And Naxalbari becomes hot, not surprisingly, during a time of proliferation of memories within the literary-cultural public spheres. Historical museums are on the rise, often sponsored by transantional corporations. Who can, at the end of the day, deny that we all have a traumatic memory to relate. What is more, our traumatic memories intersect with bigger occurrences in history. More often than not, our individual traumatic memories would not find themselves in official archives – the state files, the mainstream newspapers, government accounts. Who  else but artists and novelists would recount those individual memories? And, novel, especially, happens to be a form that survives on narrativizing stories of individual triumphs and struggles. It does not, therefore, demand a whole lot of intelligence – political, social or otherwise – that there are many Naxalbaris. For every legendary activist who survived the state, the police and the torture chambers, and lived to narrate the tale, there are many others who didn’t. Every neighborhood in Bengal, can, after all, boast of its own story of Naxalbari. Stories of lost young men and women, stories of disappeared young men and women. Stories of young men and women who survived physically, but never could bring themselves to process the confusion that comes with the guilt of survivorhood. In fact, I would argue, Naxalbari is a complex legacy whose story is yet to be written in all its complexity. And, that story will be written by many individuals. In many forms.
There is a paradox in that very claim. The most visible sections of the Naxalbari movement were, after all, extremely literate and literary. Who wrote extensively. Naxalbari’s legacy, after all, is not like the legacies of the rebellions that the slaves led within the plantations. Naxalbari’s legacy is not like the legacies of the strikes the indentured attempted within the post-slavery plantations. Legacies which, in the absence of first-hand documentation, can survive only in tentativeness, in speculation, in imagination. And even within Naxalbari histories, those sites of tentativeness exists. How do the indigenous activists, the illiterate peasants who participated within the movement, theorize and understand their own participation or the movement itself? We don’t know. Mostly. But that question does not arise for its middle-class, literate and literary participants. In fact, some would say, that particular middle-class, literate and literary aspect of the movement makes it overtly visible within the public sphere.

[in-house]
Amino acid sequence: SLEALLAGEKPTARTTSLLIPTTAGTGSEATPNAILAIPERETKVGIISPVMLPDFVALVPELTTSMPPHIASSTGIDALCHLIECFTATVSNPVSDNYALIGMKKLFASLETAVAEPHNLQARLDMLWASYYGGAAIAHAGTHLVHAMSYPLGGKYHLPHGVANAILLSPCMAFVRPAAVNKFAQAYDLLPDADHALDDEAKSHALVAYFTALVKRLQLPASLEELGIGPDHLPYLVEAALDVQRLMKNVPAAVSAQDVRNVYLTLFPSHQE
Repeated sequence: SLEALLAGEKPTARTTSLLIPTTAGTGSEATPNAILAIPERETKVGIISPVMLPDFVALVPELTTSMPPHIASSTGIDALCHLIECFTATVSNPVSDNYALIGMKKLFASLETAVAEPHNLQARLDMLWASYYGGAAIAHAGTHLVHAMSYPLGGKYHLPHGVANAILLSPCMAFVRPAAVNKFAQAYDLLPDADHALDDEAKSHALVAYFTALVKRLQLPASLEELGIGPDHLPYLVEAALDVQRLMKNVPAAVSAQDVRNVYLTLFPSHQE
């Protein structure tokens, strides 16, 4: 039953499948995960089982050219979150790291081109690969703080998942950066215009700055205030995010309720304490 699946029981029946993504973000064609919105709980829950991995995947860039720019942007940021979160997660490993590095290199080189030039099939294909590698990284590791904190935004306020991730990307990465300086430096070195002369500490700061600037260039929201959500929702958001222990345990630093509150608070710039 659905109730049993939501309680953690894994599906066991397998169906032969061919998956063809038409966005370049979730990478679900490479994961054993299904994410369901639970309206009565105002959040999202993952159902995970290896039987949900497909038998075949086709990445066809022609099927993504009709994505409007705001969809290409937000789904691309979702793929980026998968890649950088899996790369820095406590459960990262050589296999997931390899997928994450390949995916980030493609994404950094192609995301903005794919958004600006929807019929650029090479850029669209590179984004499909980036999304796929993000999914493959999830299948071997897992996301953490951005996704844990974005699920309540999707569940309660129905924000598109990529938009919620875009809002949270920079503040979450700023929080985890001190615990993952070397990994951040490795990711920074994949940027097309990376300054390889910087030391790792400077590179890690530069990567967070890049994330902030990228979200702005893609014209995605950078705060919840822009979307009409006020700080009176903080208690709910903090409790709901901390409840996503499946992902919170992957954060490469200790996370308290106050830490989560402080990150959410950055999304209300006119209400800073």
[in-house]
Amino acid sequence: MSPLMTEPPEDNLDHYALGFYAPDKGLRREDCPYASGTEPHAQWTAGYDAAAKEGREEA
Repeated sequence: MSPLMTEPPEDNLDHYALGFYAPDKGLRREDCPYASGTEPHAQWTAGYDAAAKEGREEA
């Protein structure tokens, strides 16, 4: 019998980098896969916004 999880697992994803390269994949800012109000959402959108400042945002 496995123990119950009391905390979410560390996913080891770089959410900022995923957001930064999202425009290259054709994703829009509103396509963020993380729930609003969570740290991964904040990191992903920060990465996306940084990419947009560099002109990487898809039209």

I would not necessarily disagree, but I would also say, Naxalbari, with all its visibility, remains only partially visible. The rest, still, remains to be discovered. It remains to be discovered in a way that can only be discovered and uncovered in retrospect. In its belatedness. And there is nothing strange about that. Jhumpa’s novel is one such retrospective critical narrativization of the Naxalbari – a critical retrospective which attempts to narrate the movement through the story of one individual, one family. That’s precisely the terrain of a novel that depends on a form of mimetic realism for its essential aesthetic foundation.
Yet Jhumpa’s novel can also be placed within an over-growing body of second or third generation Asian writers in United States of America “returning” to their parents’ or grandparents’ homelands in Asia, often in search of viable, writeable material. Think of Amit Majumdar’s Partitions, numerous short stories in Krys Lee’s Drifting House, Barbara Jane Reyes’ Diwata, Tarfia Faizullah’s “Interview With A Birangana.” The list can go on and on. In most cases, these are extremely well-crafted works of art, authored by writers who are self-conscious, self-aware and willing to question their own locations and the art they produce within a bigger schema of things. So, what I am going to say isn’t necessarily a comment on the quality of their work, but rather a reflection on our specific historical and cultural moment. With that historical and cultural moment in mind, I will argue that so-called “immigrant literature” – penned by the second or third generation Asian writer – is on the wane. Within the literary circles in America, there is an overwhelming feeling that the Asian immigration story, with all its accompanying tropes of cultural clash, cultural alien, quest for heritage and politico-cultural citizenship, has been overwritten and over-explored. There is hardly anything new that the trope of immigration can explore anymore.